So what I'd really like to do is replace it. That's not in the budget, but let's pretend it is.

There are three choices, since I rule out the iBook and iMac based on screen size.

The PowerBook G3PowerBook

Having toted my wife's WallStreet PowerBook around Macworld Expo, I would love one of the new Pismo PowerBooks. It's nearly two pounds lighter, has a larger screen (14.1" 1024 x 768 vs. 12.1" 800 x 600), and takes AirPort. Speed isn't an issue: past 300 MHz or so, any Mac is fast enough for me. I'd want lots of memory so I can set up a ramBunctious RAM disk to store my Web pages - you wouldn't believe how fast BBEdit Lite can zip through thousands of pages on a RAM disk, updating links to sites that have new URLs!

To do it right, I'd want to add 256 MB to the stock 64 MB, bringing the $2,500 PowerBook to about $2,750 (see ramseeker for prices). The only drawback is that I'm spoiled with a 1280 x 1024 21" screen at work and get by with a 1152 x 870 19" one at home. After that, 1024 x 768 feels cramped.

On the other hand, if Apple had a megascreen PowerBook, that would be my top choice.

The Power Mac G4

I'm using a G4/400 (Yikes!) at work, one of two my employer owns. The rest of our G4s are 400 MHz Sawtooths, the model that supports AirPort and has a faster memory bus. They're all very nice, very fast computers.

I could live with a G4/400, especially at some of the prices I've seen lately (DealMac mentioned a $1,350 price last week). According to ramseeker, I could add one 256 MB DIMM for as little as $250, giving me a very powerful computer for about $1,600.

The G4 has its own elegance, but it wouldn't last. The first thing I'd do is put in a SCSI card for my old Zip drive and my new VXA tape drive. And suddenly you've got all those ugly boxes again.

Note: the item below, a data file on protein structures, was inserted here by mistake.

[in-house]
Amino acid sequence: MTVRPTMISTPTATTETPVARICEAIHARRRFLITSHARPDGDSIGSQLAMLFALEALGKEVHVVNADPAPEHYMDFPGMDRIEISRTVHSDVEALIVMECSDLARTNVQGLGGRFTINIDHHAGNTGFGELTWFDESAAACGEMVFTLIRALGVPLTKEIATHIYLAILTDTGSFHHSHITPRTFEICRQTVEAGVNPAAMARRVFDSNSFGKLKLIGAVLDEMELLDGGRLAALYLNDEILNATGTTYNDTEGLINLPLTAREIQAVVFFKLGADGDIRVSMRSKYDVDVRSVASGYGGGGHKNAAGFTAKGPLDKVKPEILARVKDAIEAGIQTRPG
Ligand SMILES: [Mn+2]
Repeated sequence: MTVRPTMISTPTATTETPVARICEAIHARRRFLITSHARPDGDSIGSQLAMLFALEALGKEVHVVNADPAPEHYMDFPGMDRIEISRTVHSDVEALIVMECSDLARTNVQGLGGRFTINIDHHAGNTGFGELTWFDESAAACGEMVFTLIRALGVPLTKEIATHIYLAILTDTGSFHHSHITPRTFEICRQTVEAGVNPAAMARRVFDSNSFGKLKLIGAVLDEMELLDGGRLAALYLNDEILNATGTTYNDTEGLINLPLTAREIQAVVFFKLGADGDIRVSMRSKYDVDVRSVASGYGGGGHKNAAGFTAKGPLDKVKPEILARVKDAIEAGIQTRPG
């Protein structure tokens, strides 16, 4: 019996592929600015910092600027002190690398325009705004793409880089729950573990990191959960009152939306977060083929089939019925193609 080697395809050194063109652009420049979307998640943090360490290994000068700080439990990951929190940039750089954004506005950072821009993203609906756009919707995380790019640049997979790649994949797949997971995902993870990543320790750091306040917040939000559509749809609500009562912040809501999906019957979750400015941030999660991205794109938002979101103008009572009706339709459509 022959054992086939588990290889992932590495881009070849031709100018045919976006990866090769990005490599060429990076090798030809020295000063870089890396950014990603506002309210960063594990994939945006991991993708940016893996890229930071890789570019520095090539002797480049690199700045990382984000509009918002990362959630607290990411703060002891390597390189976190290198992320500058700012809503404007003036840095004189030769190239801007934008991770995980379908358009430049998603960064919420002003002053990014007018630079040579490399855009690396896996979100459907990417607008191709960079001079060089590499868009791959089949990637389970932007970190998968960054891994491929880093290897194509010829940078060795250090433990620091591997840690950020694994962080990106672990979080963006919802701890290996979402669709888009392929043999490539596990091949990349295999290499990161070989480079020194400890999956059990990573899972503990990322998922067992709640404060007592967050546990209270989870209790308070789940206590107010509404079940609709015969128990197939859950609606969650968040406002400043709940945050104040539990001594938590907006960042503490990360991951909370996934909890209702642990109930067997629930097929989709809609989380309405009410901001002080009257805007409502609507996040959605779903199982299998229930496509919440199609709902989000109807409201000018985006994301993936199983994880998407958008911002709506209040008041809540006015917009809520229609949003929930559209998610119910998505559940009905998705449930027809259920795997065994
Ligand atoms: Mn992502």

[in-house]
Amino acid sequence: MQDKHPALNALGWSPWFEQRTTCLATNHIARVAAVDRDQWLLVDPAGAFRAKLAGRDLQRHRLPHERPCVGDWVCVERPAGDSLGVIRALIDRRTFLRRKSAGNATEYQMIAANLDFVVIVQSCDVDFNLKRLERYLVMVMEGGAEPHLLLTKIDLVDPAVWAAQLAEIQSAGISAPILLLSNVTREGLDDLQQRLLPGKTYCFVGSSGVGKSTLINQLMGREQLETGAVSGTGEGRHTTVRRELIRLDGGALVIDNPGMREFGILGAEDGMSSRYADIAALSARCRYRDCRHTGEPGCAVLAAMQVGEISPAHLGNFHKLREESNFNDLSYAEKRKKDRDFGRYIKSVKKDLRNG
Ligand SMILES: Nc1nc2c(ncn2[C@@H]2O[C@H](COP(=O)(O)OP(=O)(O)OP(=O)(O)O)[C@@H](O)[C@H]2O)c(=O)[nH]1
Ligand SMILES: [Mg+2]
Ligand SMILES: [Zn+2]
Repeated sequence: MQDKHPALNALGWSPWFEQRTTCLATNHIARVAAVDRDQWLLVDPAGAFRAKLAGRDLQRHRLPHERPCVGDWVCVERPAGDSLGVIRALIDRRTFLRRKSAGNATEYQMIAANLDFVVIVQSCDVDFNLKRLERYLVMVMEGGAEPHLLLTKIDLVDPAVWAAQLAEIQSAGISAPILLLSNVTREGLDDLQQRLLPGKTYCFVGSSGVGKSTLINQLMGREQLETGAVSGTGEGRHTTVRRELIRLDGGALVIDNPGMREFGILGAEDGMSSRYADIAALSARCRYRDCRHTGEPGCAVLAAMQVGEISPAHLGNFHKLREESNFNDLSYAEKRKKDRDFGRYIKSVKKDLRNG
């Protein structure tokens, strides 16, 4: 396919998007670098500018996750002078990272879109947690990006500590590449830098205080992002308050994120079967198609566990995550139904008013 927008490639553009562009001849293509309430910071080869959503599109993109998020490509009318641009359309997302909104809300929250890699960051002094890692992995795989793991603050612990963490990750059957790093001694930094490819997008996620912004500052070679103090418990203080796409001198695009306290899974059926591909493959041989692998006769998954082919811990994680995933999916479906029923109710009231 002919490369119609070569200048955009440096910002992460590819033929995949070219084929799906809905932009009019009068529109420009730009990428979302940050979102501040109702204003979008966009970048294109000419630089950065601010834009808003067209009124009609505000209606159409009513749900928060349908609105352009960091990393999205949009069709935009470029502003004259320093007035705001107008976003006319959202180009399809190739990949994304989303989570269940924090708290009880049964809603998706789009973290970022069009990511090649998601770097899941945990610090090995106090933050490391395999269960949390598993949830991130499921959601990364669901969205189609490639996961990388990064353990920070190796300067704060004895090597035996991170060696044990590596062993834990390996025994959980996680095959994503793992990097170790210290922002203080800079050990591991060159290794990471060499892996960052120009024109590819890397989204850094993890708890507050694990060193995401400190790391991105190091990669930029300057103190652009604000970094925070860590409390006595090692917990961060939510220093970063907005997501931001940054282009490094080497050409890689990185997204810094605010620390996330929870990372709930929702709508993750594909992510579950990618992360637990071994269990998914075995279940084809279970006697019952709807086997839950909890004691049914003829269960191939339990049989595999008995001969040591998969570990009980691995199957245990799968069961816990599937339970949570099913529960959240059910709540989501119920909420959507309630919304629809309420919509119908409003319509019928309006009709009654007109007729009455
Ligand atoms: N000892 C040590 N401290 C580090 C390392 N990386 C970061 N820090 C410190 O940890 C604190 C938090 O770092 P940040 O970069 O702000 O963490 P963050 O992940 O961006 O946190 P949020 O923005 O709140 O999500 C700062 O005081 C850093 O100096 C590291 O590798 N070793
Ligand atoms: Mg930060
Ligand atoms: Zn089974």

The Power Mac G4 CubeCube

I have to admit I was blown away when I first saw the Cube at Macworld Expo. I'd missed the keynote, but saw it on the floor. The photo at right shows an "exploded" Cube; the display was constantly surrounded by people studying the incredibly compact design.

The Cube is very attractive - and even more powerful than the G4/400 I'm used to. It doesn't have the PCI slots or extra drive bays of the Power Mac G4; it doesn't have to.

I'm a legacy guy. I like my SCSI peripherals. But I've always got my SuperMacs to run network backup.

The Cube is seductive, like the Ruby iMac. You see it; you want it. The question is, does it make sense?


Over the past week, I've come to admit that I could live without SCSI and PCI slots if the computer already had everything you needed. I believe the Cube, the PowerBook, and the Power Mac G4 each come close. Very close.

The PowerBook couldn't replace my desktop. I simply need the large screen so I can have a browser window and HTML window open next to each other. But given a larger screen, I could make a PowerBook my production machine. I'd need to add a Zip drive, whether USB, FireWire (do they make one yet?), or expansion bay.

The Power Mac G4 could replace my desktop. I can even get a build-to-order unit with a Zip drive and SCSI card, having Apple pull the unnecessary modem and give me a small credit for it. It's big, it's not too quiet, it's not bad looking, and it offers all the power I really need.

The Cube could replace my desktop. It's gorgeous, compact, quiet, and wicked fast. Again, I'd need to add a Zip drive, but that's not a big deal.

Bang for the buck, the G4/400 is the hands-down winner, but if Apple offered a 400 MHz Cube for the same price, that would be my choice.

Still, at this point I would have to consider any desktop computer a stop-gap solution until my dream PowerBook with a 1280 x 1024 screen becomes available. Once that ships, I'm ready to kiss desktops good-bye.

For the record, I'd buy the slowest version available. I just hate paying a premium to be on the bleeding edge.

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Dan Knight has been using Macs since 1986, sold Macs for several years, supported them for many more years, and has been publishing Low End Mac since April 1997. If you find Dan's articles helpful, please consider making a donation to his tip jar.